Mirror’s Edge Catalyst
To tell Faith’s origin story, DICE strips away city edges to give her the run of the place
PC, PS4, Xbox One
The opening sections of Mirror’s Edge did a fine job of disguising their linearity, but freerunning protagonist Faith never seemed as if she should be constrained at all.
Mirror’s Edge: Catalyst addresses that longing for a lack of boundaries by giving her an entire city’s worth of rooftops to dash across and buildings to infiltrate, and the rush of doing so is enough to put mission objectives firmly to the back of your mind when you start playing. Moving Faith, a character always meant to embody the joy of unrestrained locomotion, feels better than before.
There’s no run button; Faith just runs, building up speed the longer her flow stays unbroken. The left shoulder button performs any moves that will take you closer to the sky above this gleaming white city – including wall runs, and clambering up ledges and pipes – while the left shoulder button is used to roll out of big jumps, slide and drop down. It’s a setup that encourages you to navigate instinctively rather than worrying about the minutiae of your route, and one that works particularly well with Faith’s origin story.
“[In Catalyst], Faith will go from an untested runner to a really good one and beyond,” design director Erik Odeldahl explains. “So it’s important to me and the team that the player learns along with Faith. We don’t want to start the game saying that Faith is the best runner in the world and then the player isn’t, so we need to give them time to learn and find their way.”
The original used tightly designed linear obstacle courses to maintain its sense of momentum, of course; surely there’s a risk of eroding that flow in an open world, where even the most dialled-in players will have to stop and take stock of their surroundings occasionally? Odeldahl isn’t worried about asking you to pause to drink in Catalyst’s skyline every now and then, especially given the longterm benefits he sees in learning the city and perfecting your lines.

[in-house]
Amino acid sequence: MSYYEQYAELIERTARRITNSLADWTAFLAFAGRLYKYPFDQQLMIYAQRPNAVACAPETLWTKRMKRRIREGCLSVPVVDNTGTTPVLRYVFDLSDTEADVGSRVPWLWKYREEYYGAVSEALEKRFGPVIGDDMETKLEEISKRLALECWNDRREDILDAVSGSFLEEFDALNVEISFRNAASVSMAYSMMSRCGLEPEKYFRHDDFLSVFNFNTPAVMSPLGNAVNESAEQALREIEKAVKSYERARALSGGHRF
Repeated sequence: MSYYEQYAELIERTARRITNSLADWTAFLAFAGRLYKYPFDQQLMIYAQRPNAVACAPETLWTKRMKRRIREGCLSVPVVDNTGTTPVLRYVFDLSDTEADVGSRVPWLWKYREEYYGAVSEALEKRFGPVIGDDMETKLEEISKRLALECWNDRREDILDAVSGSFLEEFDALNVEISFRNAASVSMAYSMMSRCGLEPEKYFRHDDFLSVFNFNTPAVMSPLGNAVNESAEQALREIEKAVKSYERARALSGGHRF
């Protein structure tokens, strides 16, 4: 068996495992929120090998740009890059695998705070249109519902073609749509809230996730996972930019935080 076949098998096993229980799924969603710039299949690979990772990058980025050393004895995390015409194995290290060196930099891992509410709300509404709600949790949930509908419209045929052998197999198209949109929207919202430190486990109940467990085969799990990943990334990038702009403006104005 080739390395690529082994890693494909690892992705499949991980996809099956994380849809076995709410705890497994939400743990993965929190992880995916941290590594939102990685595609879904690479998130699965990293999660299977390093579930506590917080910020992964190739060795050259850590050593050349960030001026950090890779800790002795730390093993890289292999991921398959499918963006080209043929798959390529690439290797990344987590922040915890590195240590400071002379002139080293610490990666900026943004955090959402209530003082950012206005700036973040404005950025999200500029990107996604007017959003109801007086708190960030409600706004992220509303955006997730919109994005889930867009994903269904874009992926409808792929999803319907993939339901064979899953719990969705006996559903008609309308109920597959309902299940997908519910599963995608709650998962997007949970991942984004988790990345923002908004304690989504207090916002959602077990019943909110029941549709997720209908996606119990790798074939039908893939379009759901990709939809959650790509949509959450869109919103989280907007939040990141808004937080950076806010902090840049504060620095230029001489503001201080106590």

“When you enter a new space for the first time, it’s natural to stop, look and think about your options,” he says. “‘Where can I go? Where do I want to go?’ And, for me, Mirror’s
Edge was most fun when you traversed a space the second or third time; the more you know about a space, the better it is. And that’s what I like about the whole free-roaming aspect of Catalyst: you move across these spaces from different angles and [to different]
“We didn’t want the kind of flow-breaking combat that we had in the first game”
waypoints a lot, which means that you learn them. It means there’s a puzzle element in finding the optimal route at first, but after a while you become really fast because you know the space so well. That sense of flow is definitely at the centre of [the game].”
It’s infused into the combat, too. This time around, as long as you keep Faith moving and chaining moves together, she’s untouchable, every bullet flying wide of the mark as you disorient, disarm and incapacitate your enemies one by one. Her attacks are split into two main categories: Flow and Transference. Opting for the former style maintains your own momentum, while delivering a strike of the latter variety will transfer that energy into your target, flinging them across the level. The result is a version of Faith too effective to bother with firearms, and as such that aspect of the first game has been stripped out.